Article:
GPS System Could Have Prevented Deadly Train Accident

GPS System Could Have Prevented Deadly Train Accident

According to NTSB, the rail switch was left in a position that led the train off the main track, causing this crash. Two Amtrak crew members were killed, and more than 100 people were injured.

Safety upgrades may have actually contributed to Sunday's deadly Amtrak crash, investigators revealed Monday.

Passengers aboard the Amtrak train that slammed into a freight train before dawn Sunday described being jolted from slumber as seats ripped away, awakening to screams and crying. "It could have avoided this accident. That's what it's created to do", said National Transportation Safety Board Chairman Robert Sumwalt. Maloney says the bill would prevent further delays of the December 31, 2018 deadline for implementing PTC and provide more than $2.5 billion in funding to assist passenger railroads in implementing the technology by the deadline.

PTC originally was supposed to be in place by the end of 2015, but after a push by the rail industry, Congress postponed the deadline until the end of this year, with the possibility that it could be extended to the end of 2020.

Federal Railroad Administration statistics from the middle of a year ago show Amtrak with PTC on 49 percent of locomotives and 67 percent of tracks. Richard Blumenthal of CT said the nation's railroads must be made safer, declaring, "Business as usual must end". Richard Blumenthal of CT said after this latest crash.

Amtrak Train 91, enroute from Miami to NY, collided with a freight convoy at around 2.35am local time. A crew on the freight train had moved the switch to drive it from one side track - where it unloaded 34 train cars of automobiles - to the side track where it was parked.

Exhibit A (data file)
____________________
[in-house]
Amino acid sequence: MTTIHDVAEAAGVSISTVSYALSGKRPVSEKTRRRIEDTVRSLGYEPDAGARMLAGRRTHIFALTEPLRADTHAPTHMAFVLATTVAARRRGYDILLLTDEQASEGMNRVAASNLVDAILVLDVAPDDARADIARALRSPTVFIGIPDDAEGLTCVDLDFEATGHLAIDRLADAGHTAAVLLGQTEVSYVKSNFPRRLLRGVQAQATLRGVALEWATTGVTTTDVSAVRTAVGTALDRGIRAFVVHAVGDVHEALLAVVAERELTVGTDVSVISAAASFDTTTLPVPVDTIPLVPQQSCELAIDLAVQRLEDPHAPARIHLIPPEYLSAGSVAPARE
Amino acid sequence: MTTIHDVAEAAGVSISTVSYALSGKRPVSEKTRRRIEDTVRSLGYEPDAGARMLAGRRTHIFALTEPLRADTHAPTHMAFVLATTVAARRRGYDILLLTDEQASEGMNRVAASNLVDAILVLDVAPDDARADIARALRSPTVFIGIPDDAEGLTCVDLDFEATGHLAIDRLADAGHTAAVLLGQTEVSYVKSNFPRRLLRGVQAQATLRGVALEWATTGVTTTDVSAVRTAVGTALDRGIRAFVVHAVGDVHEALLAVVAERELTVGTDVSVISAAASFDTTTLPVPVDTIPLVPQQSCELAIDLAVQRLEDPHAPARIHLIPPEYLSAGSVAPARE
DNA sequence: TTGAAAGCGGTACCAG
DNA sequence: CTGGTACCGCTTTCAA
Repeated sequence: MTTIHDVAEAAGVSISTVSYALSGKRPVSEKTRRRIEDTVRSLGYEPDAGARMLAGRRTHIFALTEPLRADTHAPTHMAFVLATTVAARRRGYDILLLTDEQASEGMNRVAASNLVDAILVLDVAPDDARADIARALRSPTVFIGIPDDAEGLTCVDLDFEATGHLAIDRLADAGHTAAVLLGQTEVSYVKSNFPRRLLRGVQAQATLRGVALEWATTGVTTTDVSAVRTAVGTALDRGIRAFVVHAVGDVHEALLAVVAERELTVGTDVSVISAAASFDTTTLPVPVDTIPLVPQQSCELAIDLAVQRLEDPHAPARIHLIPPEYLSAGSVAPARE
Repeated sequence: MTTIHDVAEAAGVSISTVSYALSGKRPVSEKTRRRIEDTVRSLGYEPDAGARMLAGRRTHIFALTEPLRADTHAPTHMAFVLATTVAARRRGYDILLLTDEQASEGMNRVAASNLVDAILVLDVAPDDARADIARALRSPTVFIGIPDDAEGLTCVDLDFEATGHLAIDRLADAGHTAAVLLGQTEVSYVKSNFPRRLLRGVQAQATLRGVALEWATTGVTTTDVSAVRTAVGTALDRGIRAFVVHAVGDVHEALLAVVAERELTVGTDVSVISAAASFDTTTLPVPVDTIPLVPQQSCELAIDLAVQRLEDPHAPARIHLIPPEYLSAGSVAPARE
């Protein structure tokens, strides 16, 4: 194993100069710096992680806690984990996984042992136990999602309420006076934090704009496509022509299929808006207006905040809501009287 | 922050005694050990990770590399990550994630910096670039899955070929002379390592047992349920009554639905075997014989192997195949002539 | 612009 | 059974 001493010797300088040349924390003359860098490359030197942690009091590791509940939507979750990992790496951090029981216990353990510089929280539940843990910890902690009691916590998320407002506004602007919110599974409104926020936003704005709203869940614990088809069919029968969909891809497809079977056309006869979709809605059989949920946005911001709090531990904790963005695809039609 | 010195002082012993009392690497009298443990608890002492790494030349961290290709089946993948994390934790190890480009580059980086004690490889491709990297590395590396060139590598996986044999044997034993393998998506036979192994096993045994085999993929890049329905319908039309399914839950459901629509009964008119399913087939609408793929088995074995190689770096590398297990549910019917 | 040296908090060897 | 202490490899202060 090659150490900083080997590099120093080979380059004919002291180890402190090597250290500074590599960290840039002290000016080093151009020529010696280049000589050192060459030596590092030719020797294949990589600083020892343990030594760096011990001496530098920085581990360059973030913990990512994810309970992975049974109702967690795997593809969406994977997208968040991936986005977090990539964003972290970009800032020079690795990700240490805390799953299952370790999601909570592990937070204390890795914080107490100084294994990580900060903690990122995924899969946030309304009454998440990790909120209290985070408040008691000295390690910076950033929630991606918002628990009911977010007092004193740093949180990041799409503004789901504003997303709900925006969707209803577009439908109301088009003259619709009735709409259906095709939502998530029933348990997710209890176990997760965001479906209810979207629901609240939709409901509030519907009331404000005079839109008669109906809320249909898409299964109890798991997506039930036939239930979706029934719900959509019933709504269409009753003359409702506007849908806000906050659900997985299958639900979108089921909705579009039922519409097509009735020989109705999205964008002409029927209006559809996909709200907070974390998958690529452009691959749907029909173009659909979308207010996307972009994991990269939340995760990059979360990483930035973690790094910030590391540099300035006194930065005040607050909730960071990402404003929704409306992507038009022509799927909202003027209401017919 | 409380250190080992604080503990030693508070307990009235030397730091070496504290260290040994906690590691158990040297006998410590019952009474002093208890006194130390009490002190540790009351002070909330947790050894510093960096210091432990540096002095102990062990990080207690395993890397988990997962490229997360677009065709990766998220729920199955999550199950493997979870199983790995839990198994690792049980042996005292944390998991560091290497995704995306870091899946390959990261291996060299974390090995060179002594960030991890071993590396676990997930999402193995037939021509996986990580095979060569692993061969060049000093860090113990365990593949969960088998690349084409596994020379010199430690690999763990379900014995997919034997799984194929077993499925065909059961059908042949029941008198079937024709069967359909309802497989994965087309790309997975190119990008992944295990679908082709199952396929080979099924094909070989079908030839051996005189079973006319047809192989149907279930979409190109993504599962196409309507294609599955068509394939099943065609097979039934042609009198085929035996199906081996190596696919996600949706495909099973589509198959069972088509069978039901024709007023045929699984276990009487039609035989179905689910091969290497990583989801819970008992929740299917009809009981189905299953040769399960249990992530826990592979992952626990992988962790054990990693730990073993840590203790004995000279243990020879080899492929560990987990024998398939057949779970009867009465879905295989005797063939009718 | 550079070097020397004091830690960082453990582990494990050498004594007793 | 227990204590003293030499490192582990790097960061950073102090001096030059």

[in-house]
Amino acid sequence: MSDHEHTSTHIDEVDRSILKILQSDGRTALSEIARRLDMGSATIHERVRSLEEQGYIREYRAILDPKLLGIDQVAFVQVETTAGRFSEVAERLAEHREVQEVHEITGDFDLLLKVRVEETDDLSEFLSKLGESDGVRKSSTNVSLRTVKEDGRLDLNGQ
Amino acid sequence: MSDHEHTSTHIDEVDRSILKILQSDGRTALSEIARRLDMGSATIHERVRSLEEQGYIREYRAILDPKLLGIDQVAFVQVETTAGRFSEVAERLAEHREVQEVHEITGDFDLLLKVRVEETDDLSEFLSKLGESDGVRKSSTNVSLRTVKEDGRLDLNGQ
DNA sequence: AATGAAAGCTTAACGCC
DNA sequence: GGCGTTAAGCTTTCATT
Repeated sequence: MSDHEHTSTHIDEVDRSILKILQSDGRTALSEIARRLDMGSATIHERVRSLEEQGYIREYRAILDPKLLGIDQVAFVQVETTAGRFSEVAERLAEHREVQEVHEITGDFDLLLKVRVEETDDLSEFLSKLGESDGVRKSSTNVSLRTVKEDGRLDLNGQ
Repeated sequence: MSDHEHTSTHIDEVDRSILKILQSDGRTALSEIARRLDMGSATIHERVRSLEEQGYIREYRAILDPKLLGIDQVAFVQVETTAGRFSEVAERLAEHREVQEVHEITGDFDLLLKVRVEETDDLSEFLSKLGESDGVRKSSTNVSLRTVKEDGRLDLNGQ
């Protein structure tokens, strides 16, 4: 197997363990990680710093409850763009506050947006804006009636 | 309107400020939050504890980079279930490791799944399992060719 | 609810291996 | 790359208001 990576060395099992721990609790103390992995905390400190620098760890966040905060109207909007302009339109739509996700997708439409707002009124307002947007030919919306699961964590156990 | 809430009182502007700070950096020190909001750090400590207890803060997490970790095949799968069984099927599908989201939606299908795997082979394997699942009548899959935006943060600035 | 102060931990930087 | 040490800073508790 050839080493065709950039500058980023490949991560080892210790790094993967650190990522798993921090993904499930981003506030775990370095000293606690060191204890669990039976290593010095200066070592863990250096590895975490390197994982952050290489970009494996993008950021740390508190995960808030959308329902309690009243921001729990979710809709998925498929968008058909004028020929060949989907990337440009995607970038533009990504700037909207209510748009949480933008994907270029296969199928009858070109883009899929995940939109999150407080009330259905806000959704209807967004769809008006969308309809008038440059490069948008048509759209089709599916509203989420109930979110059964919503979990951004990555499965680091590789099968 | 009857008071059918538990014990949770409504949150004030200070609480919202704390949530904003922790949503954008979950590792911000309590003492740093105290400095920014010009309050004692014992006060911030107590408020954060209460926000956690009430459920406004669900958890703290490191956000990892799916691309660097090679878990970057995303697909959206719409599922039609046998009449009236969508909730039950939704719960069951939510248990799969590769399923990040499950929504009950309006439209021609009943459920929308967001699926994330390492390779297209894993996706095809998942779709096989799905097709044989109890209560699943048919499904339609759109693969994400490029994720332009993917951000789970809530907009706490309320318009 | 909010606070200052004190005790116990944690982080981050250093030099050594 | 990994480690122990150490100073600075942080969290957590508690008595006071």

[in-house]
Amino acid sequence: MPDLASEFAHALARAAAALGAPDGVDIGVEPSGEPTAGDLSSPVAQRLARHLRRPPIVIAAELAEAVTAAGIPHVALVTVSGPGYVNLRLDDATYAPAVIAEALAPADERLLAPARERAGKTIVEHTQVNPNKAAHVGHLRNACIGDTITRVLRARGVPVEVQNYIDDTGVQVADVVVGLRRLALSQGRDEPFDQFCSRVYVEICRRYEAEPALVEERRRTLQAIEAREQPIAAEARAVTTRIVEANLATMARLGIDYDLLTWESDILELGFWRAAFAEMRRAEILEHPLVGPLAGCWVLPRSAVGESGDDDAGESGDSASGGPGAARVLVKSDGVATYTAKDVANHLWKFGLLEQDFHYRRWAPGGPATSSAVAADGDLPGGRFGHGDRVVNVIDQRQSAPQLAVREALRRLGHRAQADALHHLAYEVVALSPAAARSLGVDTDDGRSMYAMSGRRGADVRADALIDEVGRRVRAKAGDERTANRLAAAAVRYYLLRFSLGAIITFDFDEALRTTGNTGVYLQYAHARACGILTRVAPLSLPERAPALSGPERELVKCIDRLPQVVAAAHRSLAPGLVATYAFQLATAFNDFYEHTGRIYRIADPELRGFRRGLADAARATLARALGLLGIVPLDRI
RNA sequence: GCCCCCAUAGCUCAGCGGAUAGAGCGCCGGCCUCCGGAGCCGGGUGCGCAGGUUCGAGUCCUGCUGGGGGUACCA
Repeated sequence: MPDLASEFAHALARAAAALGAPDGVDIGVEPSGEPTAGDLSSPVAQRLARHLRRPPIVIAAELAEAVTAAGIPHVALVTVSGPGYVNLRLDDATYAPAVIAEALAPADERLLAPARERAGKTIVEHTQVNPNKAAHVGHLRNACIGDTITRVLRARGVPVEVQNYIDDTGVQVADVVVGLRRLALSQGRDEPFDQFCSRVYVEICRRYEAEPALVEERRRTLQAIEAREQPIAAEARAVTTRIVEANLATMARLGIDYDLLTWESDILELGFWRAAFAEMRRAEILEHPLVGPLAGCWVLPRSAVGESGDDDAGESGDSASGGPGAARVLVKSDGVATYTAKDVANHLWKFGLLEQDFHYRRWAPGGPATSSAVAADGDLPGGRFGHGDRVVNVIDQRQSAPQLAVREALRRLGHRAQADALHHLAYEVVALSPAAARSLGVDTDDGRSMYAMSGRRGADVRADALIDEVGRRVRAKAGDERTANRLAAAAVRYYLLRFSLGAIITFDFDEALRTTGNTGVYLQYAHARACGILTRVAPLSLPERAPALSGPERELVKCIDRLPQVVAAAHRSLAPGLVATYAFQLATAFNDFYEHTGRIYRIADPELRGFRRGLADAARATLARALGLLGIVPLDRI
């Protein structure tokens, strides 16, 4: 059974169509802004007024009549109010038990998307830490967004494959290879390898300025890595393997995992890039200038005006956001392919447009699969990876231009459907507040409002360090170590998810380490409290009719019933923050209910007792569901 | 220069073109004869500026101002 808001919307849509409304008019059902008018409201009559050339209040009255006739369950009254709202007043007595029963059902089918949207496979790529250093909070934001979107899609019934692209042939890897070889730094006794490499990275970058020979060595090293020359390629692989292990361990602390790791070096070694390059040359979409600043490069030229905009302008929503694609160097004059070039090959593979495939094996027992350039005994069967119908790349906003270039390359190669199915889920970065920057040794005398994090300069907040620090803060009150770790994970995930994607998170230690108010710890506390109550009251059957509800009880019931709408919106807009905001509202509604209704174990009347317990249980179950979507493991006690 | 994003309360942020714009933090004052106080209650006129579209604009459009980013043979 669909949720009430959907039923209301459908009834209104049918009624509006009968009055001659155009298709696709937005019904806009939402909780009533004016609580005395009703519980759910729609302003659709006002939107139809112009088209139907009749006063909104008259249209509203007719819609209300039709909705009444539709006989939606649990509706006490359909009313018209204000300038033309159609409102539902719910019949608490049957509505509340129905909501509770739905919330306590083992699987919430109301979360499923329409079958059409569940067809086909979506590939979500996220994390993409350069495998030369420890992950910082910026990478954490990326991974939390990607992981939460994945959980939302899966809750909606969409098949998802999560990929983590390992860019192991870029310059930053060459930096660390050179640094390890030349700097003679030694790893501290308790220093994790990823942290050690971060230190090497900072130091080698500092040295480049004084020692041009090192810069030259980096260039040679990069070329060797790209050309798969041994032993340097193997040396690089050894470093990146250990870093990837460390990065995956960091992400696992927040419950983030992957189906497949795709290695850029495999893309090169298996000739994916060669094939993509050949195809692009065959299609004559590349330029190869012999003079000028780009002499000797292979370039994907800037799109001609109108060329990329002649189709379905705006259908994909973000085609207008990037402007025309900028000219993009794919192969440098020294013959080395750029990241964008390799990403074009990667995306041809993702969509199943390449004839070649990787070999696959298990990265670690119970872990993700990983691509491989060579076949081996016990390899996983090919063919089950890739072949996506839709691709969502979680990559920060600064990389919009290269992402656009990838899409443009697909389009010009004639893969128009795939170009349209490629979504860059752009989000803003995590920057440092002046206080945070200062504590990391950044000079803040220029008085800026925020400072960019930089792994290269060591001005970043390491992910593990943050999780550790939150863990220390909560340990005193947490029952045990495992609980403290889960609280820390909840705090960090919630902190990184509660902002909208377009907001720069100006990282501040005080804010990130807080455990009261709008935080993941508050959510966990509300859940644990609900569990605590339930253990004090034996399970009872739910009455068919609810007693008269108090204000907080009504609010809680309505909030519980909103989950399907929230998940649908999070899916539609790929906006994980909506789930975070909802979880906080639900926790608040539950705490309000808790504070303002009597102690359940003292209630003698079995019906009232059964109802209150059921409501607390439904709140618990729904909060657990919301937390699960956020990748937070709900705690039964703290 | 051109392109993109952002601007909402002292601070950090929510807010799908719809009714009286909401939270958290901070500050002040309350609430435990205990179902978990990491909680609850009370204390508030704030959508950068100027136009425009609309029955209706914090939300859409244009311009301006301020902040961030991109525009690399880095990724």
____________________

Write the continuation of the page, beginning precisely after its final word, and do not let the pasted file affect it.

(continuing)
"A lot has been done and a lot needs to be done", Sumwalt said.

Sumwalt said officials have confirmed that a signal outage along the rail corridor meant that trains had to be manually directed through the area. NTSB Chairman Robert Sumwalt said February 4 that determination is "key to the investigation is learning why that switch was lined that way".

An Amtrak passenger train apparently travelling on the wrong track collided with a parked freight train in SC on Sunday, killing two crew members and injuring at least 116 other people in the railroad's third fatal crash in as many months, authorities said.

He deferred to investigators about whether the system would have stopped this crash.

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"Key to this investigation is learning why the switch was lined that way", Robert Sumwalt, the chairman of the NTSB, told reporters Sunday.

Jaclyn Kinney, 22, of Pinehurst, North Carolina, said she and her boyfriend were asleep on the train as they traveled to Orlando for a trip to Disney World. "They have given these people so many extensions".

Cheeseman says he knew about the previous crash while boarding this weekend, but that one and the crash he was involved in will not prevent him from getting back onboard.

"She said she was just waiting on somebody to get to her", Neblett said, noting she was to have been picked up by a family member in Denmark, a community in SC. Eventually he was shuttled to a middle school with other passengers.

Sumwalt says data recovered from the Amtrak train shows the engineer hit the emergency brakes three seconds before the trains collided at 50 miles per hour (80 kph).

The impact killed the Amtrak train engineer and conductor and injured dozens of passengers.

NBC also reports 116 people were treated at local hospitals.

Steve Shelton, director for emergency preparedness at Palmetto Health System, where 62 passengers were hospitalized, said Monday that six patients remained there.

"Any time you have anything that happens like that, you expect more fatalities. Another train", Kempf said. The Amtrak train traveled 659 feet on the siding before it slammed into the CSX train, pushing it backward about 15 feet.